Do you multi-task behind the wheel and believe it’s dangerous? Do you consider texting and driving the equivalent of drinking and driving? These questions encapsulate the contemporary concerns regarding distracted driving on the highways, streets and roads of Indiana. Distracted driving concerns can be broken into three different areas: manual, visual and cognitive.
Manual distracted driving is when a driver takes his or her hand off of the driving wheel. Visual distracted driving is when a driver removes her or his eyes away from the road, and cognitive distracted driving is when a driver's mind focuses upon a different task than driving.
Text messaging encompasses all three types of distraction, and because texting involves the triumvirate of distraction, it is considered the most dangerous activity to do while behind the wheel. The state of Indiana has recognized that danger by passing and enforcing a ban against texting while driving. The Indiana texting ban applies to all drivers and is a primary law, which means that police can pull drivers over specifically for texting behind the wheel.
Despite the danger, many people in Indiana continue to use their cellphones behind the wheel. What many drivers may not realize is that the effects of using a handheld cellphone while driving are similar to driving after consuming two alcoholic drinks. The danger of driving while using a handheld cellphone may also not be as recognized because many states -- including Indiana -- do not have laws prohibiting all handheld cellphone use while driving.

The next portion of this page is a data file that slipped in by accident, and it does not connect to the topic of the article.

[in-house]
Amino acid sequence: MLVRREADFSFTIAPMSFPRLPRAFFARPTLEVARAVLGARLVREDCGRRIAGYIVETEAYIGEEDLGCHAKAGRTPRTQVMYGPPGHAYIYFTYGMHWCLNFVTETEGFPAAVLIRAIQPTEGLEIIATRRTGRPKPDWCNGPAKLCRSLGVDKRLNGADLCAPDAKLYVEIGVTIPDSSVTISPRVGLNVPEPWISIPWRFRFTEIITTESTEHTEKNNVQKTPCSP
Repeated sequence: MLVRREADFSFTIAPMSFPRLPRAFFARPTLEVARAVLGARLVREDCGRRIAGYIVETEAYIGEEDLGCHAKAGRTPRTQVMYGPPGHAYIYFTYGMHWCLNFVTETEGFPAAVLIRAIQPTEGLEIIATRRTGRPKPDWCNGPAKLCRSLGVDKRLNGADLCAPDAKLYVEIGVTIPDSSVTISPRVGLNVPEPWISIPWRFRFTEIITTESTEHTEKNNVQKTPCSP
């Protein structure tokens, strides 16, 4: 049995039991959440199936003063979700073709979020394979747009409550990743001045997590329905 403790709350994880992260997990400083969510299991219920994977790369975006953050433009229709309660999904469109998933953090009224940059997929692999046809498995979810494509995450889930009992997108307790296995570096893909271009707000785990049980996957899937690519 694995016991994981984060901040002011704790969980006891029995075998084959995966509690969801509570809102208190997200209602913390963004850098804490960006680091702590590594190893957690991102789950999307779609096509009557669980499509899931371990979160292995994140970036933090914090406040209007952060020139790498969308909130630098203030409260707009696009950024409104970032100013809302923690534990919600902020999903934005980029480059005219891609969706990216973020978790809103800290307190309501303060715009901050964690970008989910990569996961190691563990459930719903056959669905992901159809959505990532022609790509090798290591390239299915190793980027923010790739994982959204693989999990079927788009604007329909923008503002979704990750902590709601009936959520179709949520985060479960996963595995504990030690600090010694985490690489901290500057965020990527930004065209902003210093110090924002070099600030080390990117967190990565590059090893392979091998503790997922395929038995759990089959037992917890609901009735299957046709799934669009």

Even though Indiana does not have a specific law against all cellphone use behind the wheel (just texting while driving), drivers who bob and weave in traffic because of cellphone use may be pulled over under careless, improper or inattentive driving laws. The same goes for drivers trying to complete other actions in the car as well. Actions like eating and drinking, reading maps, attending to children, reading and grooming are also distractions behind the wheel that can be dangerous and lead to disastrous consequences.
Drivers who feel they need to attend to tasks other than driving should pull over in a safe location because too many people are injured every year by multi-taskers behind the wheel. Around 450,000 injuries in the United States were caused by distracted driving in 2009. No one wants to be the driver who causes an accident, injury or worse because his or her focus was on something other than the road. Further, victims of distracted driving accidents often find their lives are changed forever.
If you have been injured by a distracted driver, contact an experienced personal injury attorney.